Eight Los Angeles public employee unions have taken their fight with Mayor Eric Garcetti into a new arena by seeking to curtail his power to select who can serve on a panel that decides the city’s biggest labor disputes.
Unions representing police officers, firefighters and most other city employees have filed a legal challenge demanding the removal of two people named by the mayor to the city’s Employee Relations Board. In a filing with the panel, those groups said Garcetti improperly ended a long-standing practice of letting city unions screen candidates for the five-member board, which is little known but wields tremendous influence on employee issues.
The fight offers the latest evidence of the chill between labor unions and the mayor as he attempts to negotiate salary agreements for about 30,000 workers. Garcetti and the City Council have attempted in recent years to cut back on employee costs and bring the budget into balance by 2018. Unions, in turn, have filed complaints with the board in hopes of overturning some of those efforts.
At stake in the latest dispute are future decisions regarding workers’ salaries, pensions and working conditions, all of which can affect the city’s bottom line and its ability to deliver services efficiently.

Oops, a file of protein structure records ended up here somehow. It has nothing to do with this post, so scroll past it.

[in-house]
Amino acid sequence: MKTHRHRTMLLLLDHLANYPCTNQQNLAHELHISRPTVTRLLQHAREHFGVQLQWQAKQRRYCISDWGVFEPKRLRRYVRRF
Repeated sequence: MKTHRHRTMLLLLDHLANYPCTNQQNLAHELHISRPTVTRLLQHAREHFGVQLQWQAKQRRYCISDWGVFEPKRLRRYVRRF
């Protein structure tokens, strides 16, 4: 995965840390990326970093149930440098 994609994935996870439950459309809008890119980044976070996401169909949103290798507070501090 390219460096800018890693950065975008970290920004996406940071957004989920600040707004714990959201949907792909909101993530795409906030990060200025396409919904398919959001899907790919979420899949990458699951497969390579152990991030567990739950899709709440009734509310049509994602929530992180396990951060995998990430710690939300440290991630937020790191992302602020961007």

Garcetti moved last year to select his own appointees to the board without drawing from a pool of candidates submitted jointly by city unions and Los Angeles’ top budget official, City Administrative Officer Miguel Santana. That ended a 42-year tradition at City Hall and drew a fierce reaction from employee groups, who regularly turn to the Employee Relations Board to undo decisions they oppose and view as illegal.
The Coalition of L.A. City Unions convinced the board last month to strike down a reduction in pension benefits for new hires that was expected to save up to $3.9 billion over 30 years. The city plans to appeal that decision. The coalition is also challenging the city’s new contract with employees of the Department of Water and Power, even though its members do not work at the DWP. Coalition leaders have said the DWP contract, which avoids giving any raises until 2016, would make it harder for other city workers to get jobs at the utility.
In the complaint against Garcetti, the coalition and other groups said the mayor was required under city law to negotiate any change to the selection process for the Employee Relations Board.
A special committee headed by Council President Herb Wesson began reviewing the union complaint Friday. But Coalition lawyers have been trying to block lawmakers from deciding the matter, saying that they have a conflict of interest. Council members who approved both of Garcetti’s appointees should not be allowed to “determine the validity and legality of their own prior actions,” union lawyer Anthony Segall said in a letter sent to Wesson this week.
The city’s lawyers contend there is no conflict. Meanwhile, Gary Toebben, president of the Los Angeles Area Chamber of Commerce, said his group supports efforts by Garcetti to make the Employee Relations Board “more independent.”